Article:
Larry Robbins, founder, portfolio manager and chief executive officer of Glenview Capital Management, speaks during an event in New York, U.S. (Photographer: Andrew Harrer/Bloomberg)

Glenview Capital Lost $2 Billion in Assets in About Nine Months

(Bloomberg) -- Glenview Capital Management lost about $2 billion in assets in less than a year as investors fled a fund that began charging fees after it was initially free.

The hedge fund firm founded by Larry Robbins managed $7.7 billion as of March 1, according to a regulatory filing, down from $10 billion in June of last year. At its peak in 2017, the firm ran about $12 billion.

The redemptions mostly come from the GCM Equity Fund, according to people familiar with the matter, as investors move to cheaper passive products. In June, the fund opened to new investors and offered existing clients the option to exit or start paying fees. The fund, which only takes long positions, also suffered losses last year along with Glenview’s flagship hedge fund.

GCM Equity, which started in November 2015, was initially offered to clients in the flagship fund for free after it lost 18 percent that year.

GCM Equity would not charge management or incentive fees until the flagship fund recouped its high-water mark, or peak value. It reached that point after gaining more than 23 percent in 2017. In June of last year, GCM Equity began charging fees of 1 percent on assets and 20 percent of profits if the fund returned at least as much as the S&P 500 Index.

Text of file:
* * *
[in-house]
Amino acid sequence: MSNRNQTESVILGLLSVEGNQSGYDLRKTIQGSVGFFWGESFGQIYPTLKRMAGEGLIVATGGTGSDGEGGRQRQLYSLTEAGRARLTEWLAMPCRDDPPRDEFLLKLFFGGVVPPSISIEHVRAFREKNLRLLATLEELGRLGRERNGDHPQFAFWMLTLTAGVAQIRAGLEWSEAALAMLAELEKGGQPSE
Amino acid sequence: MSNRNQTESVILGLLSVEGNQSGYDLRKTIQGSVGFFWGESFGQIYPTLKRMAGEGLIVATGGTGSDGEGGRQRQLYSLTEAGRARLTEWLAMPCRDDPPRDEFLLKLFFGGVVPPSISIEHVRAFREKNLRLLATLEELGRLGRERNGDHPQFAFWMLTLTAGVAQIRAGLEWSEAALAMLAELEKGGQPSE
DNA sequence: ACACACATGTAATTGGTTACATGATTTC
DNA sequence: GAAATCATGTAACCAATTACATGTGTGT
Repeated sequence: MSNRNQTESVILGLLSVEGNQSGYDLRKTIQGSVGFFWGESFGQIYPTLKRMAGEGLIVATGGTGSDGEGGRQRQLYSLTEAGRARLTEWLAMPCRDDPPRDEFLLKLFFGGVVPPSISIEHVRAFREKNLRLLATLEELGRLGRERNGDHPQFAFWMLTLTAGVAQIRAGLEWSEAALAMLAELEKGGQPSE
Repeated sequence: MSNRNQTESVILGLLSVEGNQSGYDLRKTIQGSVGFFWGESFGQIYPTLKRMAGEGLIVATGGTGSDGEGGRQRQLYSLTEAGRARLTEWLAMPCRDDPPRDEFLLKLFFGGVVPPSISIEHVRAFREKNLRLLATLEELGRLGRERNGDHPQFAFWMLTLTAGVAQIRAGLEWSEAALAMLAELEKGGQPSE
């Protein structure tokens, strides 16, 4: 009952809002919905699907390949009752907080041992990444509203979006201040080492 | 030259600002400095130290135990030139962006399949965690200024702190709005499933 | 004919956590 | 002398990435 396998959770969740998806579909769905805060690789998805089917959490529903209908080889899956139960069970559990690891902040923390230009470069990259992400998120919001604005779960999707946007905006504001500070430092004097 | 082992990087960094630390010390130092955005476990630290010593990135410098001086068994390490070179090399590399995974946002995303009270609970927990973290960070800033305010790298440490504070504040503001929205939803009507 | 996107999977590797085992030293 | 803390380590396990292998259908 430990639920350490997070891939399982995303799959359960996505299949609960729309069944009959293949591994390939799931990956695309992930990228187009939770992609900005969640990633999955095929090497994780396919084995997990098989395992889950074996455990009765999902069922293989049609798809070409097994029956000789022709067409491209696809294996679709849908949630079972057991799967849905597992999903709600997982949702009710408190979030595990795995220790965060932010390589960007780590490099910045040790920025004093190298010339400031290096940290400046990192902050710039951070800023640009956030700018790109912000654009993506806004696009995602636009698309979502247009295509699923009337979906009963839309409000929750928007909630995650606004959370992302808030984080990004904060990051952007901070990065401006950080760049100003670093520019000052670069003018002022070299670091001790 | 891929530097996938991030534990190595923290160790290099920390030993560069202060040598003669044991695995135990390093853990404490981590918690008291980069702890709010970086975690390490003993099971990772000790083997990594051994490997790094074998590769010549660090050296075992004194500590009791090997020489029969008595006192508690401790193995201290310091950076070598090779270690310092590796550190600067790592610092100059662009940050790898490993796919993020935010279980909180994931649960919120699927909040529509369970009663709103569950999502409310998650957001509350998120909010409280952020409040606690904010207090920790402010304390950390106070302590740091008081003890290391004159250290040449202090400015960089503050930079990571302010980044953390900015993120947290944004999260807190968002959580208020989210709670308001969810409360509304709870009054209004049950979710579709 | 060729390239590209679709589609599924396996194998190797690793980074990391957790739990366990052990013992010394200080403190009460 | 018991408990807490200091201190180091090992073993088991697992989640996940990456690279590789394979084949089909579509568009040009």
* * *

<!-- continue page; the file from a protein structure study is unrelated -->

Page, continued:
In May 2018, before it began charging fees, GCM Equity had $3.3 billion in assets, the people said. It currently manages about $1.5 billion. Most of the investors who redeemed from the fund remain in other Glenview products.

GCM Equity -- which mirrors the flagship’s 20 biggest positions in stocks with more than $10 billion in market capitalization -- fell 4 percent last year, the people said. In the first four months of 2019, it rose 10.4 percent, lagging the S&P 500.

Glenview’s main fund is up almost 15 percent this year through April after declining more than 16 percent in 2018, the people said.

A spokesman for New York-based Glenview, which invests in equity and fixed income markets, declined to comment.

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